Audio Infuser 4700

"Not your grandpa's stereo"

Once I accumulated all the electrical components and got it all playing nicely  together, the real trick became to squeeze 'em all into a case together while keeping it to a manageable size.  I know I succeeded in the first half of that goal, but jury is still out on the second.  After carefully measuring each component and mocking up a rough layout in 3D, I sized out the wood that would be needed to house it all.  

live in Chicago, so I make-do only with what’s possible in a small urban apartment.  Hand saws, a jig saw, power drill,  hand plane, sand paper, and lots of measuring tools is how I get the work done on my kitchen table.  


I chose Red Oak to work with because of the fantastic grain and shades it offers for a reasonable quality-to-price ratio.  Looking back, I would have liked to use something thinner, but I suppose the solidity of the final product is worth the extra weight the Red Oak packs on.   When picking out the wood, I noticed a few boards had a really beautiful marble wave in the grain, which turned out to be perfect for the angular insets on the lid.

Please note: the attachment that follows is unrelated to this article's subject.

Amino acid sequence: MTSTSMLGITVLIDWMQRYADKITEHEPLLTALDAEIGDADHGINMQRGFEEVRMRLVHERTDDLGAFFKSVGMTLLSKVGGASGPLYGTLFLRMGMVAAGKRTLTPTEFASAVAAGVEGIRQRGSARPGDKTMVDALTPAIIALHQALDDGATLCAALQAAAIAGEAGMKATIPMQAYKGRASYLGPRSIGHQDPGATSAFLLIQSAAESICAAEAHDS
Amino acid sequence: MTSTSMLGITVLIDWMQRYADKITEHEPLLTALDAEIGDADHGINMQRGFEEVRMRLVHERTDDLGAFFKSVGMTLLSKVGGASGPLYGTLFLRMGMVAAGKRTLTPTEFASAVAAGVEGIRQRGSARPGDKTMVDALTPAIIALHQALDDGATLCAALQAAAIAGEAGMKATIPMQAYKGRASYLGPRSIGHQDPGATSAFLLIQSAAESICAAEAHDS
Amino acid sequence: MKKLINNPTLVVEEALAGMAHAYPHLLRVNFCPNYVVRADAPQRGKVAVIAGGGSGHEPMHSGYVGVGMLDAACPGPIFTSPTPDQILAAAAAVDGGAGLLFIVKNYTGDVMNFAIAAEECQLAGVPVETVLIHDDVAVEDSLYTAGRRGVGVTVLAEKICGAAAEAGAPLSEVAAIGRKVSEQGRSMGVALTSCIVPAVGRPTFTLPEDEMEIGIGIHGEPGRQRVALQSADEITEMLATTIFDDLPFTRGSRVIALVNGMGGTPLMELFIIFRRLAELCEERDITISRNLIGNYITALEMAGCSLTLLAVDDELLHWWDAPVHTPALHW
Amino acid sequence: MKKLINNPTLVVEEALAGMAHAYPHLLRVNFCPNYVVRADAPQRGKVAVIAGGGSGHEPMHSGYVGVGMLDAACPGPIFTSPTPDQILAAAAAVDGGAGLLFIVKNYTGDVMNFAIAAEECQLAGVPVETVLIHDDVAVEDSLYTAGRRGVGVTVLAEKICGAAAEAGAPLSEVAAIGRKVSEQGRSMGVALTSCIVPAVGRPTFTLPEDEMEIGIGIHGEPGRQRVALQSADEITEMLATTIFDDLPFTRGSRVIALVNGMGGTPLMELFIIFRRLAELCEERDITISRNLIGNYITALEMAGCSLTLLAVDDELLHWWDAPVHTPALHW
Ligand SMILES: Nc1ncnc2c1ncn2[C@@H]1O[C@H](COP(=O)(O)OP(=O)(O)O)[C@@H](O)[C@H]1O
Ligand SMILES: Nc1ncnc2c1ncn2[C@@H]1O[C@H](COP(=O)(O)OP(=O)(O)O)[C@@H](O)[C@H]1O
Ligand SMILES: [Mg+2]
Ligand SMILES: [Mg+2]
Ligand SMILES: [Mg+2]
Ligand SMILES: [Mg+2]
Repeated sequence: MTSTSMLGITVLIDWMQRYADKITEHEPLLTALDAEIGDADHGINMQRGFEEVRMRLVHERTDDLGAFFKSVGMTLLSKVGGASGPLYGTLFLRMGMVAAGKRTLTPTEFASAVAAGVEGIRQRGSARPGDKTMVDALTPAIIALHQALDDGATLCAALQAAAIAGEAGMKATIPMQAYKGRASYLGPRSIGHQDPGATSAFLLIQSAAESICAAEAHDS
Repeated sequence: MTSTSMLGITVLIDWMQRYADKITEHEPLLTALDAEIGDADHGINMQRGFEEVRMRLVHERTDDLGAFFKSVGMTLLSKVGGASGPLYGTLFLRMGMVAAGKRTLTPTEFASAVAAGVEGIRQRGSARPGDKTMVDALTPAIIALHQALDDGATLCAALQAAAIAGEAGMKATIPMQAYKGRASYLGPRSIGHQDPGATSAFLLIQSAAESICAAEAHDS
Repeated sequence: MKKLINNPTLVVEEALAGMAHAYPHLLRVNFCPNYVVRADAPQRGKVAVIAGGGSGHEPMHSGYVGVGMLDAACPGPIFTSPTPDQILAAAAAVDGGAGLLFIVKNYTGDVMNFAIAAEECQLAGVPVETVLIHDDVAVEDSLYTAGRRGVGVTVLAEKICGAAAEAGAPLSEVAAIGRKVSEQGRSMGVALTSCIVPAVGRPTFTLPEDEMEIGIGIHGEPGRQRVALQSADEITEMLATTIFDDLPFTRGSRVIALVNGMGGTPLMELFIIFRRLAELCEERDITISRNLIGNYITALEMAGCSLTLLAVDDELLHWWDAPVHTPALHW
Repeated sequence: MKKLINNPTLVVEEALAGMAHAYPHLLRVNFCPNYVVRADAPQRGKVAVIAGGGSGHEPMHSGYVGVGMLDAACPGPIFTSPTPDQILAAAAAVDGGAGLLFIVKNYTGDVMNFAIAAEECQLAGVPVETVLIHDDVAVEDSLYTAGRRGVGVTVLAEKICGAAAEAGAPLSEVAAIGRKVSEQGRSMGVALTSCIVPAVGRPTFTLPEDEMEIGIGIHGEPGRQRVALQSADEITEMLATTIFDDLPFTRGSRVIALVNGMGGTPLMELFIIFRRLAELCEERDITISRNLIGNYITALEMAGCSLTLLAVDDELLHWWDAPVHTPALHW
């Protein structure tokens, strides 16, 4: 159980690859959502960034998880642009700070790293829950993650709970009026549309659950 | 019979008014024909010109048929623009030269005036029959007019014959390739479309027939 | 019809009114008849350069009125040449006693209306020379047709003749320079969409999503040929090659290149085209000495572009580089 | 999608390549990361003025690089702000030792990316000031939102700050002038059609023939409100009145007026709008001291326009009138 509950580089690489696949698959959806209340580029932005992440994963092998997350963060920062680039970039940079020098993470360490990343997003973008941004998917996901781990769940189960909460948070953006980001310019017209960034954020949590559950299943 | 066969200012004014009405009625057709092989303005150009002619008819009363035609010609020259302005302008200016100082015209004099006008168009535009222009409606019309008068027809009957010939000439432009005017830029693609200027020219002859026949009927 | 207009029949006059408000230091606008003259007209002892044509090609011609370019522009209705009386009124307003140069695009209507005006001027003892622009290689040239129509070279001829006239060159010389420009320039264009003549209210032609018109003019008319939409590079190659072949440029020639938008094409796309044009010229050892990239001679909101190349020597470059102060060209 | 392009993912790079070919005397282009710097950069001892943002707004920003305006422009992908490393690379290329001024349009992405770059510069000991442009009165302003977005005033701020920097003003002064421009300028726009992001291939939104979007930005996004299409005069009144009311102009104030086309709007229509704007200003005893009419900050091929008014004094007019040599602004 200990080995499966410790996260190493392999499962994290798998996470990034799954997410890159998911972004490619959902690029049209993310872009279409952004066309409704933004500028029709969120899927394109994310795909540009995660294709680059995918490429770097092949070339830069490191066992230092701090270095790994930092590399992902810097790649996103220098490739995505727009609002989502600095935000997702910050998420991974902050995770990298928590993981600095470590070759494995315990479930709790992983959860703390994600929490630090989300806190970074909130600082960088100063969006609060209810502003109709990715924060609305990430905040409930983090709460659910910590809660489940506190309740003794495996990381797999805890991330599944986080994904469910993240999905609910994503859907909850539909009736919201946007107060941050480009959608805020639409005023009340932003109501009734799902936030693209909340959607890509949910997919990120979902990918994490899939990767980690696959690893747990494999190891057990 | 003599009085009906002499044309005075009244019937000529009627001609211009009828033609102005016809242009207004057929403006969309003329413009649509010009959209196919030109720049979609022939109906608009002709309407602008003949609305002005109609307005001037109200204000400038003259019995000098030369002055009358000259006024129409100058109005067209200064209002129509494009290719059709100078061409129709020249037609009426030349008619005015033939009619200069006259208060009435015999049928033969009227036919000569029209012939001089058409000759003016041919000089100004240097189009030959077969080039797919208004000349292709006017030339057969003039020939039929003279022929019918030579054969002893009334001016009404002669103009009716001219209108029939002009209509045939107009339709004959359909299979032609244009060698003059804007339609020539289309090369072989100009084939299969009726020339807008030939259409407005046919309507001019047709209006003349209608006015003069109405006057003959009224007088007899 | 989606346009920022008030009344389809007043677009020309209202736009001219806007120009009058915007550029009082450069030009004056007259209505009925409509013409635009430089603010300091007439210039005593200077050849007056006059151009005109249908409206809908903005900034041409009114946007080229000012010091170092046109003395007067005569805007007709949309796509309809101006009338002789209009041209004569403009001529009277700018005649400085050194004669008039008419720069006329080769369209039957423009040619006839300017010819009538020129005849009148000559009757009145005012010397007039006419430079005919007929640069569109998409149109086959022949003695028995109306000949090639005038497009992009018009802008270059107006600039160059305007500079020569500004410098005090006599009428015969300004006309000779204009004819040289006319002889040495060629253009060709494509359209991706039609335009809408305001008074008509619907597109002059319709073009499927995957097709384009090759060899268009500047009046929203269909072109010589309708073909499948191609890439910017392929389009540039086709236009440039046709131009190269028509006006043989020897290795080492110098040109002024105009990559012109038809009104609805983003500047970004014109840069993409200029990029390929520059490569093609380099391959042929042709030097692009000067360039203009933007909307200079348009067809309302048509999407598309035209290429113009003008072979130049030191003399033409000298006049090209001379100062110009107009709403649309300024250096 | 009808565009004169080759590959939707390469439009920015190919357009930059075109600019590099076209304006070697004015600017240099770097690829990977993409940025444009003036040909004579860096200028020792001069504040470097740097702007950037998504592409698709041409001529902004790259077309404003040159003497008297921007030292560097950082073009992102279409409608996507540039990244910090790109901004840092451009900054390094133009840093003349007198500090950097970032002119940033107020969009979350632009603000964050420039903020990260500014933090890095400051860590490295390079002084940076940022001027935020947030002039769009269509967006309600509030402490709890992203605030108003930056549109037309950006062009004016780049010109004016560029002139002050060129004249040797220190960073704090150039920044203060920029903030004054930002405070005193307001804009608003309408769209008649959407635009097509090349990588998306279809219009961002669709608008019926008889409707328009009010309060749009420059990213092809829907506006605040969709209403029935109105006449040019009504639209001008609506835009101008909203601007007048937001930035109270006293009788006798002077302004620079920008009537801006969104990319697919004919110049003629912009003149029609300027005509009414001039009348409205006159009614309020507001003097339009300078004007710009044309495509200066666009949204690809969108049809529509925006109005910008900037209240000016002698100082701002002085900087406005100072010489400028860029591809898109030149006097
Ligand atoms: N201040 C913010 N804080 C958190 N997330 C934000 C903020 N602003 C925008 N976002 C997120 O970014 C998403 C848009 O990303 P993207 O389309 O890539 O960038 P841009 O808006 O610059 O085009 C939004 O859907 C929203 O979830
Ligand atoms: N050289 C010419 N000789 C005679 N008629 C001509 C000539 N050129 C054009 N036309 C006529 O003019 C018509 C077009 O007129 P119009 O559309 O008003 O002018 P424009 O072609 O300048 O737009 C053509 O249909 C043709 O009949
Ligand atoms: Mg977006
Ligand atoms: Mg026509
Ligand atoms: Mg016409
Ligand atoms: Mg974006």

Staining wood is something i’ve always had a hard time with.  I find it difficult to control the shade you end up with, as you more or less  just have to accept whatever comes out of the can.  After numerous tests, I ended up going with a very natural look.  It's a Cherry stain by MinWax.


Cycle through the slideshow below to see some process shots of the wood case coming together. 

>> Continue on to read about The Faceplate

by Todd Kumpf   // //   //   @toddkay